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Chalk Talk: What the Cowboys Did to Find Success Deep



Oklahoma State quarterback Mason Rudolph threw for over 300 yards and three touchdowns in the Cowboys’ 59-24 victory over Tulsa, but the Pokes’ deep-ball success came not only from superior talent but also intelligent game planning and play design. In today’s Chalk Talk, we’ll look at how OSU intelligently used route concepts to create deep opportunities for its receivers.

The first touchdown came off a streak by Tyron Johnson on a third down. The Cowboys ran slot cross and the Golden Hurricane countered with a cover 4 shell, meaning that the defense’s deep responsibility was divided into quarters. In cover four, the inside two defenders — which are almost always the safeties — have seam responsibility. If a receiver crosses their path or shows a vertical release in the slot, those two safeties are responsible for defending them. Here’s why the Cowboys found success against this coverage over and over again: In quarters coverage, the outside corner’s coverage operates as man-to-man on any vertical route, and because the inside safety has his own responsibility, there’s often no defensive help. This creates a true one-on-one situation on any outside vertical route.

Because the playside safety was backpedaling, he was in no position to assist on Johnson’s route. Rudolph saw and identified the coverage, and Johnson made the play over the cornerback for the Cowboys’ first touchdown of the year.

The second touchdown came against a similar coverage. The Cowboys ran shallow cross, which they’ve been running for a number of years now, but they ran it slightly differently than they usually do. Even though the concept is meant to attack the middle of the field, the play featured a secondary concept that gives the offense an opportunity for a deep shot.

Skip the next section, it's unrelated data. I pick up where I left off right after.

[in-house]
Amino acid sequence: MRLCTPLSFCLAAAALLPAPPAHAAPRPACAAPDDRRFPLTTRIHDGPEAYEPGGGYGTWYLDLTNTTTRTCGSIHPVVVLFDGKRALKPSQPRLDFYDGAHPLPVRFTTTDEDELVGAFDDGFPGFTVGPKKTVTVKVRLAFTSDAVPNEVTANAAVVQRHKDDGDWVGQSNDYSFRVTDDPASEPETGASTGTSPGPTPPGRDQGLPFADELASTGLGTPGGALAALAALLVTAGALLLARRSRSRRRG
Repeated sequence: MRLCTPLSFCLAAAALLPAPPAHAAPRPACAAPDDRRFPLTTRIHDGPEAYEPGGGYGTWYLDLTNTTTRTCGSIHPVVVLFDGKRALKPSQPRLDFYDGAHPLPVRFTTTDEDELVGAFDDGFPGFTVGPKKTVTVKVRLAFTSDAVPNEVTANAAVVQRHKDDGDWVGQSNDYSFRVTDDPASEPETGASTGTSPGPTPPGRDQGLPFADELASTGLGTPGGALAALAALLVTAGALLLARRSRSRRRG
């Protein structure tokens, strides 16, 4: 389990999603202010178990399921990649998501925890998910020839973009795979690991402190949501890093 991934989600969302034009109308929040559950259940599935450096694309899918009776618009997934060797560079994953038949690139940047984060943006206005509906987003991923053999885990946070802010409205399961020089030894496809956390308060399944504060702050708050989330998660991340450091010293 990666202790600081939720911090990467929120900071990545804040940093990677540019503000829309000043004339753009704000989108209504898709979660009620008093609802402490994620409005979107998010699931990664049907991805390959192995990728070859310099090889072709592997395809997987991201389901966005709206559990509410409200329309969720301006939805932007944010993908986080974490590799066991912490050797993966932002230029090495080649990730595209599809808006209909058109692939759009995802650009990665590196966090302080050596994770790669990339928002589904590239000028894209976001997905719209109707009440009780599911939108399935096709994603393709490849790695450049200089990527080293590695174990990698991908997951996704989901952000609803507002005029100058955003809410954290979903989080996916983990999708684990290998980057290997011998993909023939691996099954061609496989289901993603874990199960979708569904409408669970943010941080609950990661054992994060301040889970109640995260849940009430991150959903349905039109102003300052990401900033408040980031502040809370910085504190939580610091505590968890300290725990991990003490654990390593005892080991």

When a post route by an outside receiver is combined with a dig route by an inside receiver, it’s called a “mills” concept. The mills concept is meant to counter quarters coverage and create a one-on-one opportunity for the receiver on the post. This is because the inside quarter defender (the safety) will frequently bite on the dig route because that falls under his coverage responsibility. This leaves open space behind him, isolating the receiver and his defender with no safety help.


The safety actually slips after McCleskey makes his cut, and Washington beats the corner to the inside for an easy score. If you look at the full clip, you can see that the defense is actually in cover 6, meaning that one deep defender covers one half of the field and two defenders cover a quarter on the other side. But since the mills concept was on the quarters side, it didn’t matter that the coverage was slightly different.

The third and final touchdown, believe it or not, came against quarters coverage once again. The Cowboys ran slot cross, which was the same play they ran on the first touchdown, but they ran it off play action and tagged a skinny post on the single-receiver side.

Just like before, the safety on James Washington’s side bit on a route in front of him, this time a crossing route, and Washington beat his corner to the inside for a touchdown.

Just one game through the season, the Cowboys have figured out how to successfully use the deep ball, even against defenses who are expecting it. Expect the deep passing game to be a recurring theme once again for the Pokes; it will be their biggest strength in their next two non-conference games.

What was your favorite part of the offense against Tulsa? Leave your opinions below in the comments!


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